The other focus of my lab is the control of inflammation by the macrophage-secreted endonuclease Dnase1L3. Reduction or absence of Dnase1L3 activity is associated with sporadic and pediatric-onset lupus, respectively, due to elevated anti-DNA autoantibodies. We are exploring mechanisms by which Dnase1L3 loss causes elevated anti-DNA autoantibodies. We are further engineering Dnase1L3 as a treatment for lupus. Since DNA degradation is upstream of the inflammatory pathways, we anticipate that Dnase1L3 replacement therapy will serve as a specific treatment for lupus with fewer side effects than current treatment options.

Selected Publications

  • Current, complete list of publications

    • Engavale M, Hernandez CJ, Infante A, LeRoith T, Radovan E, Evans L, Villarreal J, Reilly CM, Sutton RB, and PA Keyel. (2023) Deficiency of macrophage-derived Dnase1L3 causes lupus-like phenotypes in mice. J Leukoc Biol. 114(6):547-556.


    • Haram CS, Moitra S, Keane R, Kuhlmann FM, Frankfater C, Hsu FF, Beverley SM, Zhang K, and PA Keyel. (2023). The sphingolipids ceramide and inositol phosphorylceramide protect the Leishmania major membrane from sterol-specific toxins. J Biol Chem. 299(6):104745


    • Thapa R, and PA Keyel. (2023). Patch repair protects cells from the small pore-forming toxin aerolysin. J Cell Sci. 136(8).


    • Haram CS, Moitra S, Keane R, Breslav E, Zhang K, and PA Keyel. (2022). Deciphering the Molecular Mechanism and Function of Pore-Forming Toxins using Leishmania major. J Vis Exp. (188).


    • McCord JJ, Engavale M, Masoumzadeh E, Villarreal J, Mapp B, Latham MP, Keyel PA, Sutton RB. (2022). Structural features of Dnase1L3 responsible for serum antigen clearance. Commun Biol.5(1):825.


    • Ray S, Roth R, and PA Keyel. (2022). Membrane repair triggered by cholesterol-dependent cytolysins is activated by mixed lineage kinases and MEK. Sci Adv. 8(11):eabl6367.


    • Romero M, Keyel M, Shi G, Bhattacharjee P, Roth R, Heuser JE, and PA Keyel. (2017). Intrinsic repair protects cells from pore-forming toxins by microvesicle shedding. Cell Death Differ, 24(5):798-808.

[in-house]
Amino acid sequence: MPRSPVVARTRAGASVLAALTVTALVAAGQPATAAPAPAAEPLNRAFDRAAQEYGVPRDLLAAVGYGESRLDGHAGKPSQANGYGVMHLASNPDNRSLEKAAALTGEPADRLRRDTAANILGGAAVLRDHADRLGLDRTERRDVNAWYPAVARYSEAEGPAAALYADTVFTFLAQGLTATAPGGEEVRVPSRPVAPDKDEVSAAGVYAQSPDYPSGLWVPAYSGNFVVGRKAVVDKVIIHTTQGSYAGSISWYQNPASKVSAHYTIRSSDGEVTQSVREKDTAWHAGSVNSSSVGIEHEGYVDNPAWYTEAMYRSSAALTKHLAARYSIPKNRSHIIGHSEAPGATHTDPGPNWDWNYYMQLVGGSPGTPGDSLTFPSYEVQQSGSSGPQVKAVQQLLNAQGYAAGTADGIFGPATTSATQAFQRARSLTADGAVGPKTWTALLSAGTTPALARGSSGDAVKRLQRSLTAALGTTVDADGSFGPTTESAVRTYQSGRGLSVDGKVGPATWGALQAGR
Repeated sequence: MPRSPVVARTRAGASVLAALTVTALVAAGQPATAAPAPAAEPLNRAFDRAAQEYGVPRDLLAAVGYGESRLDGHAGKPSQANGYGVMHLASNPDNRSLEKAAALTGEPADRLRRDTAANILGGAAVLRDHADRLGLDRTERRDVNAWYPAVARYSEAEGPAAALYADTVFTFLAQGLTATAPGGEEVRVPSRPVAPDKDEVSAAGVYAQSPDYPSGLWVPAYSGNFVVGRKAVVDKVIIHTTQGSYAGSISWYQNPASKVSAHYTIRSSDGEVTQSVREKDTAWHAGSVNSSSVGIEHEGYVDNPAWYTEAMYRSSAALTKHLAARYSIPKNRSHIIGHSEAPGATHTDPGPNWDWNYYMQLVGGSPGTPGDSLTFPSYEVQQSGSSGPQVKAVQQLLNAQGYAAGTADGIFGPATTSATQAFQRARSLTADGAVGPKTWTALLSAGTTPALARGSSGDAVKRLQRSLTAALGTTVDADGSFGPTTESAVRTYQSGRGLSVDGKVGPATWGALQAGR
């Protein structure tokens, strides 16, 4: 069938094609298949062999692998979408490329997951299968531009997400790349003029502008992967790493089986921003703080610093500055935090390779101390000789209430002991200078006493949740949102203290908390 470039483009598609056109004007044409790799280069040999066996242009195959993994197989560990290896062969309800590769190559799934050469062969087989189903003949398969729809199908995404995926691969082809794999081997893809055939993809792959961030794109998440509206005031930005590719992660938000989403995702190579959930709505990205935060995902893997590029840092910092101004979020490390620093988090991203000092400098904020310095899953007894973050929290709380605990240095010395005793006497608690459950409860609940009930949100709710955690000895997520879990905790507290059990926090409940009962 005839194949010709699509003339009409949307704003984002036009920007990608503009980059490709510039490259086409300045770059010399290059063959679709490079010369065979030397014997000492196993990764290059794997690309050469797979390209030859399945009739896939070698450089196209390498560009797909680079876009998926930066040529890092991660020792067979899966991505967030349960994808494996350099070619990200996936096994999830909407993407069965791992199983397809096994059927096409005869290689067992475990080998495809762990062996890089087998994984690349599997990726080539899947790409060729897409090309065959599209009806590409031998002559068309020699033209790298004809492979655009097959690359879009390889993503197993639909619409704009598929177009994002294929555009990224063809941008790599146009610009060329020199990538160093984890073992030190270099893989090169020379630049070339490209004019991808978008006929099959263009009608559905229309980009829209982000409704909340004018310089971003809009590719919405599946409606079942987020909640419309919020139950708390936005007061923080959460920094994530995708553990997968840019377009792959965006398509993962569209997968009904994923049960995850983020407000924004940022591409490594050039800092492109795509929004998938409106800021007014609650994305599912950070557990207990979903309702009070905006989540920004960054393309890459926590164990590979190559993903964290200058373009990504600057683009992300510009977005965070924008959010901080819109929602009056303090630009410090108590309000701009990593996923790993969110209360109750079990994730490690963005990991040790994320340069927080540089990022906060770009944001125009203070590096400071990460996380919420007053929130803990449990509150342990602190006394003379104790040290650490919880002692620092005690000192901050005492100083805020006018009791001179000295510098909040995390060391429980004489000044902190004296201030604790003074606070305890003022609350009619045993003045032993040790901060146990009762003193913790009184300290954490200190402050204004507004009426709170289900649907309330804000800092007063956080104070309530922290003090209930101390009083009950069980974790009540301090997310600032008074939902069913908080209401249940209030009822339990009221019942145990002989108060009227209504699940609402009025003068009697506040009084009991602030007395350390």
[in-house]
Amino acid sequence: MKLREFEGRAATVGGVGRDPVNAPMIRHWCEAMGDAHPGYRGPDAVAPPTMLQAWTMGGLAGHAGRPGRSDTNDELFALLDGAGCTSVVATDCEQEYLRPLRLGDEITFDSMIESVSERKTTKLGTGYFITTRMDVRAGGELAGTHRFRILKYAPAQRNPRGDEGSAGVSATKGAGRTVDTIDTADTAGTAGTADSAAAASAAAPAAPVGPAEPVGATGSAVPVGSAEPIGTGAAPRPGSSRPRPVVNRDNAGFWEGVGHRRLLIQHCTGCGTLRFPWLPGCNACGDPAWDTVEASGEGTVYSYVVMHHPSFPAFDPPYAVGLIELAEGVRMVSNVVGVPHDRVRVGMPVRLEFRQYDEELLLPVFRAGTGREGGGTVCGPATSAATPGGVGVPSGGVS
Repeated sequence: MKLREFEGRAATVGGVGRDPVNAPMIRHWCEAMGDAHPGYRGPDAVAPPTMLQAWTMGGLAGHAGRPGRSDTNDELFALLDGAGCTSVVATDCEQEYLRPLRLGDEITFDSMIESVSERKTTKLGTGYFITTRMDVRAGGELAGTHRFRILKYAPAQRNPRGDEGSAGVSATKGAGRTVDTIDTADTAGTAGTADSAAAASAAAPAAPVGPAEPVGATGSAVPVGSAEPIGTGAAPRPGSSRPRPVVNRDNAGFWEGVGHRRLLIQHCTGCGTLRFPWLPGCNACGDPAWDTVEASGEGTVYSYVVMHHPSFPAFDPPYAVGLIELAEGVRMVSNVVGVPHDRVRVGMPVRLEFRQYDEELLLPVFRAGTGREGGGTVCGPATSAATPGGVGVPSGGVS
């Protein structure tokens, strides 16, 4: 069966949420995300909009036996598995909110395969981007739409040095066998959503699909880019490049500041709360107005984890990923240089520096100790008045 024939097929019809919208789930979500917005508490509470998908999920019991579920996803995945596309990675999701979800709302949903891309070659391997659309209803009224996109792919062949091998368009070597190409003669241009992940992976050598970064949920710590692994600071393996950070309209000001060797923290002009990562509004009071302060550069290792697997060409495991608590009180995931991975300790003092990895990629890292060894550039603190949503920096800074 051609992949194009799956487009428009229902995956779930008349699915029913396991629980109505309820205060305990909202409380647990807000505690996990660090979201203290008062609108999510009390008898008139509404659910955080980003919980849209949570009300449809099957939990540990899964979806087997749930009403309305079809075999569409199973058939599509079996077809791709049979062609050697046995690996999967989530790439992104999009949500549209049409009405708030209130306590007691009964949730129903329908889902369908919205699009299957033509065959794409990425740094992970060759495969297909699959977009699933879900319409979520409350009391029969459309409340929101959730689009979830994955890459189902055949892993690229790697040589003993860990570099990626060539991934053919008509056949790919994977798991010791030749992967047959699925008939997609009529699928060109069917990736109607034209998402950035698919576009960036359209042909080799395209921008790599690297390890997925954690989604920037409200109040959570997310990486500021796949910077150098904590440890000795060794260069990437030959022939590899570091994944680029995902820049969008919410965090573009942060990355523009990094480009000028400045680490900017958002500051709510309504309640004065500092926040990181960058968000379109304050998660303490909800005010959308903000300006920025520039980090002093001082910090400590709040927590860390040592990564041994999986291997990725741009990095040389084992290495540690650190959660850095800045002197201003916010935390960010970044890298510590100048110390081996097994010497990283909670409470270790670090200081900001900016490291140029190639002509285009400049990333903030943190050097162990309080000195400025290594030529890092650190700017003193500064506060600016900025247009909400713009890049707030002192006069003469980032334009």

• Shi G, Abbott KN, Wu W, Salter, RD, and PA Keyel. (2017). Dnase1L3 Regulates Inflammasome-Dependent Cytokine Secretion. Front. Immunol. 8:522


    • Heid ME, Keyel PA, Kamga C, Shiva S, Watkins SC, Salter RD. (2013). Mitochondrial reactive oxygen species induces NLRP3-dependent lysosomal damage and inflammasome activation. J Immunol. 191(10):5230-8.


    • Keyel, PA, Tkacheva OA, Larregina AT and RD Salter. (2012) Coordinate Stimulation of Macrophages by Microparticles and TLR Ligands Induces Foam Cell Formation. J Immunol, 189(9):4621-4629. PMCID: PMC3478499


    • Keyel, PA, Loultcheva L, Roth R, Salter RD, Watkins SC, Yokoyama WM and J.E. Heuser. (2011) Streptolysin O Clearance Via Sequestration Into Blebs That Bud Passively From the Plasma Membrane. J. Cell Sci., 124(14): 2414-2423. PMCID: PMC3124372


    • Cooper MA, Elliott JM, Keyel, PA, Yang L, Carrero JA, and WM Yokoyama. (2009) Cytokine-Induced Memory-Like Natural Killer Cells. PNAS, 106(6):1915-1919. PMCID: PMC2644138


    • Tripathy SK, Keyel PA, Yang L, Pingel JT, Cheng TP, Schneeberger A and WM Yokoyama. (2008) Continuous Engagement of a Self-MHC-specific Activation Receptors Induces NK Cell Tolerance. J. Exp. Med., 205(8): 1829-1841. PMCID: PMC2525593


    • Keyel PA, Mishra SK, Roth R, Heuser JE, Watkins SC, Traub LM. (2006) A single common portal for clathrin-mediated endocytosis of distinct cargo governed by cargo-selective adaptors. Mol Biol Cell. 17(10):4300-17

Department of Biological Sciences